Saturday, 31 December 2011

Kalifornia by Duncan Fegredo & Chuck Dixon

Above: Duncan Fegredo's preliminary sketch for the cover.

To celebrate New Year's Eve, this evening, I've another unseen "blast from the past" treat for you. This time it's DC Comics' adaptation of the 1993 movie, Kalifornia, starring Brad Pitt, Juliette Lewis, David Duchovny and Michelle Forbes. According to IMDB, Duchovny "...Played a journalist who goes on a cross-country tour of famous murder sites with his girlfriend (Forbes) as research for a book he is writing about serial killers. He takes Pitt's character along to help pay the bills, unaware that Pitt's character is in fact a serial killer himself. Although it did not do much business at the box office, it is still a great film and has become somewhat of a cult favorite among fans." The comic was adapted from the film by me old mate Duncan Fegredo. Here's what he has to say about the project: 
"I'd not long finished Enigma when I got a call from DC Comics Special Projects about an adaptation of Kalifornia, a new flick from Gramercy Pictures. I remember DC running the poster on the flip side of their monthlies, sepia tinted, moody shots of a bearded Brad Pitt and Juliette Lewis in a flimsy dress [Below].
"That was all I knew, that and comic book adaptations of movies came in two flavours, mostly inedible. A few exceptions to that rule of course, Alien by Archie Goodwin and Walt Simonson, Outland by Jim Steranko and Dune by Ralph Macchio and Bill Sienkiewicz.... Okay now I'm I'm remembering a few others, Al Williamson Star Wars sequels, Bladerunner, but look, the point is with the exception of Alien, most comic book adaptations were at best pretty pictures with barely functioning storylines.

"Kalifornia would change all that! We had fan favourite Peter David handling the adaptation of the script! We had glorious cinematography to be transcribed by an artist who'd just recently learned to draw coherently! We had... What? We didn't have Peter David? Apparently not, Mr David was replaced by Chuck Dixon and having watched the movie I think Mr Dixon did a bang up job, particularly considering the other thing we had,  32 pages in which to compress the entire movie! 

"As I remember it the script was broken down into panels leaving me to choose my own page breaks, it was cramped but seemed to come together pretty well. I probably could have given myself a lot more room elsewhere in the book but I wanted to squander precious space on a few extra panels here and there, making a moody opening for the opening splash for example.

"The rest is a blur of me trying to capture likenesses of the characters without resorting to poorly copied photos and oh yes, I had to squeeze in likeness of a competition prize winner. I was provided with a cheesy fake baseball card featuring prize winner Tom, told to fit him into a scene somewhere. He's not hard to spot, not because of my perfect portrait but rather because I put him in a vest emblazoned with his name, just to make sure! [Ed's note: Page 13, Panel 5]

"I think the book was at least partly coloured by Danny Vozzo, but I didn't get to see it. Well, no one did, obviously. I believe the book was intended to be a pack incentive with the video release but it never happened. Various editors have enquired over the years about releasing the book but with the demise of Gramercy Pictures ownership was mired in confusion.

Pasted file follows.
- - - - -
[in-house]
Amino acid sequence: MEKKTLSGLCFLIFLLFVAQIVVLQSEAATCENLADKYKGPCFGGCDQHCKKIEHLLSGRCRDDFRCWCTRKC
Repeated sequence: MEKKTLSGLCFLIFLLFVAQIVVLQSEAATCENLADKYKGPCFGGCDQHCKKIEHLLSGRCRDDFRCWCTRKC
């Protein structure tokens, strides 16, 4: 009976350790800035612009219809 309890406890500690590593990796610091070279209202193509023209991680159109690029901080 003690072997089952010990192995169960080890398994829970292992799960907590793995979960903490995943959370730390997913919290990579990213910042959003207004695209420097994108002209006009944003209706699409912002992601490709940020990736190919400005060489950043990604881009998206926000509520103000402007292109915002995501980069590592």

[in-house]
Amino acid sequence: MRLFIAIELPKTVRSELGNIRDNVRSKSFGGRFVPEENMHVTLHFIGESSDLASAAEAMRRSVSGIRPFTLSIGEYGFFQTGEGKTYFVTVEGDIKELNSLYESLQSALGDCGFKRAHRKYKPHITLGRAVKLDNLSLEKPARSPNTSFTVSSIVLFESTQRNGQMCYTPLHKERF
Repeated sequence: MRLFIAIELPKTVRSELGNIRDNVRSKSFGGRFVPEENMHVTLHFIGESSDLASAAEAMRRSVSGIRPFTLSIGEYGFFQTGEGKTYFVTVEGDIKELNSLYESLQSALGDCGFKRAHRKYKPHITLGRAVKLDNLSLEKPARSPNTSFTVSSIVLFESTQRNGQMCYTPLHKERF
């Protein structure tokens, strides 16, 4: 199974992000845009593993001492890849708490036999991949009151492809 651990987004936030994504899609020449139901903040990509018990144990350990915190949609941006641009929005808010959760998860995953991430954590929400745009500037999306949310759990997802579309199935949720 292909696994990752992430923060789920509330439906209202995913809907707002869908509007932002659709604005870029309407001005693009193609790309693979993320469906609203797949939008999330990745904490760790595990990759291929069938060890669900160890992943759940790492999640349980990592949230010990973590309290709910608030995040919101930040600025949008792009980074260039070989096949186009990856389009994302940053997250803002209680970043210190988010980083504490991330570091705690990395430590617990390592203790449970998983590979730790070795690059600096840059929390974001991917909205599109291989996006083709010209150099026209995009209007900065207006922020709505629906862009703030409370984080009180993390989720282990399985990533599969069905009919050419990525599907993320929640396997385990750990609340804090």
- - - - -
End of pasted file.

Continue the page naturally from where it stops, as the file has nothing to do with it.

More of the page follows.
"The biggest mystery remaining of course is why Kalifornia? I have no idea. 

"Enjoy the book and please don't tell me you prefer my old stuff :)

"Duncan Fegredo, 5am, 19th December 2011"

So for the first time in public, anywhere, after 18 years in the "One that got away" files, I present to you the 32-page comic adaptation of Kalifornia by Duncan Fegredo & Chuck Dixon (not Peter David)...
Above: A more detailed montage cover sketch.
Above: Fegredo's finished cover painting. Funnily enough, I think his line work capture's the actors' likenesses better than the painting.

Below: Here are the finished pages of the entire comic adaptation of Kalifornia, minus Danny Vozzo's colours:

Hope you enjoyed that! I hope you all have a Very Happy, Prosperous and Wonderful 2012! There'll be a lot more postings from me in the next 12 months! 

Sunday, 25 December 2011

The Rites of Alchemy: Epilogue

Paul Johnson always worked from photographs (just like Dan Bereton, Alex Ross and many other comic creators) and The Rites of Alchemy was no exception. Often he'd use friends who would pose for many characters, so in the style of Dad's Army...

Richard Barker
Dick Hansom
Giovanni Tarquini
Jackson Kirk didn't appear in the first four issues.
Tim Pilcher
Above: The Comte de St. Germain only appeared in the first issue, page 5, panels 3-4. 
Above: Sanders never appeared in the first four issues.
Woodrow Phoenix

Well, I hope you've enjoyed this peek behind the curtain at a 20-year-old Vertigo project that never saw the light of day.

Merry Christmas to you all, and "Gawd bless us, everyone!"
— Not So Tiny Tim.

Friday, 23 December 2011

The Rites of Alchemy: In The Garden of The Philosophers (Part 4)

This is the final part of the artwork for The Rites of Alchemy. Although the series was supposed to run to 12 issues, only eight of them were scripted by Dick Foreman and four were drawn by Paul Johnson before Vertigo pulled the plug on the project. But even then, the last episode Paul drew was incomplete and he only managed to draw 11 pages (1, 4, 5, 6, 8, 11, 12, 13, 14, 17, 22) and these weren't lettered by Ellie DeVille. 

Hopefully, by now, you'll recognise most of the characters. In this episode Trismosin recruits another alchemist to his side and he takes Wesley Cale on a journey to the other dimension known as The Garden of the Philosophers'...

Next: We'll look at some more of the preliminary character sketches that Paul did and discuss the cast members.